Understanding how your client self-associates with your brand is the key. What are the identity-driven effects your brand gives to the consumer? Basically, you want them to say, “People like us do things like this,” which includes purchasing your brand.
If a person identifies as an athlete, then you need to show how your brand supports that. Nike helps them to “Just do it”, Gatorade replaces what they sweat out, and lululemon is going to help them look good during their sweaty pursuits.
We all want to act consistently with the way we see ourselves, and it’s also important to us to have others acknowledge our view of ourselves as well. It’s identity verification. We continually send signals about who we are and what we represent to the other people around us, from the t-shirts we buy to the type of coffee we drink.
Each purchasing selection we make is a statement, sometimes loud and sometimes subtle.
Our signals and selections are also culturally driven, which is another area every brand must tune into, when it comes to really understanding their ideal client. Certain areas of a city can have vastly different cultures than others, which means a different way of identifying in each community.
We see the same thing on a larger level too, when we look at provinces or states within a country. While all Canadians have some common ground, someone from British Columbia, Ontario and Newfoundland, all identify themselves in different ways because of their local culture.
Take that to a global scale, and it becomes obvious that you have to do a lot of research to avoid the pitfalls that can come with reaching out to a new audience in a different country. If you’re going to market in another country, it’s highly recommended to have an advisor native to the area to help you navigate the ins and outs of the local culture.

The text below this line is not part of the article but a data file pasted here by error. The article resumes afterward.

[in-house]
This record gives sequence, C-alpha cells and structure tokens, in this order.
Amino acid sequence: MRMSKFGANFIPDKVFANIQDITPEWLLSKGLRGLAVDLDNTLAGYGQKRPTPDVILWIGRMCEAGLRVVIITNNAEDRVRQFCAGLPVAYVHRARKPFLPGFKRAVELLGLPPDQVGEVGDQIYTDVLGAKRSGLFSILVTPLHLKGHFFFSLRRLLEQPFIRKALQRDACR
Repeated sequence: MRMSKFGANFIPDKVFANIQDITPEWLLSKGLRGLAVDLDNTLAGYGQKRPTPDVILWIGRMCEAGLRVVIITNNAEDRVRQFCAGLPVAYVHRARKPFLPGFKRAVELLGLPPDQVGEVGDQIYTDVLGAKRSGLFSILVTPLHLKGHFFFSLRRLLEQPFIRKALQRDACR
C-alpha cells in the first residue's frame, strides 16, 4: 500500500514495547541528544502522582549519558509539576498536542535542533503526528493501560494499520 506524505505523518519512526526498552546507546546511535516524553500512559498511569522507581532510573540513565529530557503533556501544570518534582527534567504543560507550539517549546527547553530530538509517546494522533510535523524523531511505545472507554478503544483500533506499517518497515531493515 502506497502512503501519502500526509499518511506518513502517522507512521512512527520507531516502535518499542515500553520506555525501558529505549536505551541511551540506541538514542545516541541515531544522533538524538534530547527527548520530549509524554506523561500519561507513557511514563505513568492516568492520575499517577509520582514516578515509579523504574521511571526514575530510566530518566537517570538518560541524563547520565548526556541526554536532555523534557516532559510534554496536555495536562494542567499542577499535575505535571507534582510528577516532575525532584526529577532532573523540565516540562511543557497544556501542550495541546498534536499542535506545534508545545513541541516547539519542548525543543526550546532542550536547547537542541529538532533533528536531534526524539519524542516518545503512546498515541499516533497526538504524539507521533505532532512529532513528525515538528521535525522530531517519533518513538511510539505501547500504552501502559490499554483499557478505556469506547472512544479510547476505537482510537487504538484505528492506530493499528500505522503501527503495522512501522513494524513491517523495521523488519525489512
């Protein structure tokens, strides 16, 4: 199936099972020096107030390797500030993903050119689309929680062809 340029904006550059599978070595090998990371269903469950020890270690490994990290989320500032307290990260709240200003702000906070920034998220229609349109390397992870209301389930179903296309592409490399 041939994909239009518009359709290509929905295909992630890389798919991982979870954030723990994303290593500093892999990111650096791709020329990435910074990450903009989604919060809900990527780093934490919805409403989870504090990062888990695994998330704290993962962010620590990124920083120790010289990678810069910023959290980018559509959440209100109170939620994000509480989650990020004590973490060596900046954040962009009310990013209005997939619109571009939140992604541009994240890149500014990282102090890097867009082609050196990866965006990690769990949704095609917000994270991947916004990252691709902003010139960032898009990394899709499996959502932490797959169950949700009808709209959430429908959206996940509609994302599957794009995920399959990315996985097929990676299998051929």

No matter where you’re marketing your brand, the more consistently your brand can support a person’s identity, the more aligned and attached a person will feel to it.
Brand attachment is something we’re big on here at BottomLine. Studied in-depth by Joann Sciarrino, brand attachment is the “emotional connection between humans and brands” and it’s the only thing that directly correlates to sales numbers. Something rather important, when it comes to driving ROI for your company and your marketing.
Brand attachment forms in the limbic system of the brain, where the emotions are most associated with affection, connection and passion. When your brand touches all three elements, they combine to create repeat sales…or not, as Bethesda is figuring out the hard way, with Fallout 76. Their major brand departure has their customers passionately upset because they lost their connection to the brand, directly and detrimentally, impacting their affection for it.
But tapping into brand attachment the right way, supported with branded sales content, will help a company drive the attachment their customers feel, which will improve sales numbers.